The typical course of treatment for superficial pyoderma is 3 to 4 weeks, but it may take longer. Currently, veterinary dermatologists recommend treating superficial pyoderma for up to 1 week after complete clinical resolution of the infection. Patients with pyoderma should always be re-examined by a veterinarian, who should not rely solely on the owner's perception to determine whether the bacterial infection has cleared. To avoid frequent recurrence of superficial pyoderma, it is crucial to try to treat the underlying primary disease (eg, follow-up examinations are very important to assess the response to therapy and decide when to stop antimicrobial use).LIK7 shows the author's monitoring and treatment protocol.
Figure 7. Treatment protocol for superficial pyoderma in dogs.
Anecdotal evidence suggests that autogenous bacterins and commercial bacterial antigens (eg, Staphage Lysate [Delmont Laboratories,delmontlabs. s] UPropionibacterium acnes[ImmunoRegulin; Neogene knowsdierenveiligheid.neogen.com]) can be used to boost immunity against the above bacteria and prevent or control pyoderma.
Owner adherence to the recommended treatment regimen is critical to treatment success and prevention of bacterial resistance. Educating customers about pyoderma and treating their pets has been shown to improve compliance. In addition, owners should be educated about the need to avoid or minimize the systemic use of antimicrobials in order to be part of the solution in the global fight against antimicrobial resistance.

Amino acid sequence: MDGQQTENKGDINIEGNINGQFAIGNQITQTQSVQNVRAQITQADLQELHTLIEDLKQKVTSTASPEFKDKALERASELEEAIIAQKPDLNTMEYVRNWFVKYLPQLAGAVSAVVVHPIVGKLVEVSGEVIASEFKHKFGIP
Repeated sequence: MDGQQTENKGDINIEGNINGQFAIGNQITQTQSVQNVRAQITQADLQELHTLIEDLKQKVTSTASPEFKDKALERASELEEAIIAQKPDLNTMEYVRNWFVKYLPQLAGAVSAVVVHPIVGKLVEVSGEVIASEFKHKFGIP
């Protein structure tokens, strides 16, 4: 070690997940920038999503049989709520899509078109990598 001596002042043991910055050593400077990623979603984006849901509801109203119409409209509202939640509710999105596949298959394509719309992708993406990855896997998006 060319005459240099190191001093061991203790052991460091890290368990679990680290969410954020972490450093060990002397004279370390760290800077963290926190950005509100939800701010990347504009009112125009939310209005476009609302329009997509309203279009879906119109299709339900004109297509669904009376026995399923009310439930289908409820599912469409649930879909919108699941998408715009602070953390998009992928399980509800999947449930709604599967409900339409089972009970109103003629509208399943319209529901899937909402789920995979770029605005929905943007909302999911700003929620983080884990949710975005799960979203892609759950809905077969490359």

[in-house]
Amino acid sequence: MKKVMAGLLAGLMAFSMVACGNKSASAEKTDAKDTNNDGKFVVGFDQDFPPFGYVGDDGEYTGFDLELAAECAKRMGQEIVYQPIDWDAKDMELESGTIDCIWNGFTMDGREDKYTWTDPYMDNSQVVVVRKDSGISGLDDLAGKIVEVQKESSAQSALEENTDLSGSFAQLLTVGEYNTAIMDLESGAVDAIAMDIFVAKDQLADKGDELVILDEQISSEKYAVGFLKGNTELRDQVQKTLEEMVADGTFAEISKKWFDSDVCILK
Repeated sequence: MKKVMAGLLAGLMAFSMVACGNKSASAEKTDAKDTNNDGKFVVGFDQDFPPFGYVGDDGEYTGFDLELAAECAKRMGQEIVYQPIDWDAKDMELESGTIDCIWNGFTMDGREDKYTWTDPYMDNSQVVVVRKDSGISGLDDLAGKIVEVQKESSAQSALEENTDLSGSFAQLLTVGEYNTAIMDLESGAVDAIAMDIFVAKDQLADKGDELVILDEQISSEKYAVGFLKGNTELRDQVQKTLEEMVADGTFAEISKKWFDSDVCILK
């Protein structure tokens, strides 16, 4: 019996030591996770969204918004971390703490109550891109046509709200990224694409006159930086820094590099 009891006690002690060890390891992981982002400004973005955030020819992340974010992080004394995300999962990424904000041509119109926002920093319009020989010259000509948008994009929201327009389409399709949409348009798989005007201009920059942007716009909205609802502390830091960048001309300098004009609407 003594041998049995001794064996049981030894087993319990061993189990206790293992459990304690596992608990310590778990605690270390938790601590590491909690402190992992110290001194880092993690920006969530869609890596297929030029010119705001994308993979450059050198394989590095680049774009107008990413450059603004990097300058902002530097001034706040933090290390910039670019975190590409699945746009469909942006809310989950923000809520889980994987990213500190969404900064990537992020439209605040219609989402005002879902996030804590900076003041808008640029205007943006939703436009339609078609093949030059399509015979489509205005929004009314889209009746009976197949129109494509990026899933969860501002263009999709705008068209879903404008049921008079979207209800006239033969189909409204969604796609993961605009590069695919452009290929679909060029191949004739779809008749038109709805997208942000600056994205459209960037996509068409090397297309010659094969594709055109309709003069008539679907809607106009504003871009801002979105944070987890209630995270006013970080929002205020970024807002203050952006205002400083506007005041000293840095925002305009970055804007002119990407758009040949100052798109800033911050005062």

1. Hillier A, Lloyd DH, Weese JS et al. Guidelines for the diagnosis and antimicrobial therapy of superficial bacterial folliculitis in dogs (Antimicrobial Guidelines Task Force of the International Society for Infectious Diseases of Pets).Vet Dermatol2014;25(3):163-175.
2. Morris DO, Loeffler A, Davis MF et al. Recommendations for the approach to methicillin-resistant staphylococcal infections in small animals: diagnosis, therapeutic considerations and preventive measures: World Association of Veterinary Dermatology consensus clinical guidelines.Vet Dermatol2017;28(3):304-e69. doi: 10.1111/vde.12444
3. Beco L, Guaguère E, Méndez CL et al. Proposed guidelines for the use of systemic antimicrobials in bacterial skin infections (2): antimicrobial selection, treatment regimens, and adherence.Veterinary records
4. Battersby I. Responsible use of antibiotics in pets.In practice2014;36(3):106-118.
5. Guardabassi L, Houser GA, Frank LA, et al. Guidelines for the use of antimicrobial drugs in dogs and cats. In: Guardabassi L, Jensen LB, Kruse H, editors.Guide to the use of antimicrobial drugs in animals. Oxford, VK: Blackwell; 2008: 183-206.
6. Gold RM, Lawhon SD. Frequency of inducible resistance to clindamycin inStaphylococcus pseudintermediusfrom dogs.J Clin Microbiol2013;51(12):4196-4199.doi:10.1128/JCM.02251-13
7. British Veterinary Association. Responsible use of antibiotics in veterinary practice.bsava.com/Resources/Veterinary-resources/Position-statements/Responsible-use-of-antibacterials. Accessed November 2020.
8. De Lucia M, Bardagi M, Fabbri E, et al. Rifampicin treatment of canine pyoderma caused by multidrug-resistant methicillin-resistant staphylococcus: a retrospective study of 32 cases.Vet Dermatol2017;28(2):171-e36.
What antibiotics can be used empirically to treat superficial pyoderma? Only first line antibiotics should be used empirically. These include amoxicillin-clavulanic acid, cephalexin, cefadroxil, lincomycin, and clindamycin.What is the best antibiotic for pyoderma in dogs? ›
- Potentiated sulfonamides.
- Beta—lactamase-resistant penicillins.
The predominant pathogen that causes superficial pyoderma is Staphylococcus pseudintermedius (1) (formerly S. intermedius), a commensal bacterium that resides on the mucosal and skin surfaces of dogs (4,5). These resident strains may act as opportunistic pathogens and cause infection, primarily involving the skin.Can older dogs get puppy pyoderma? ›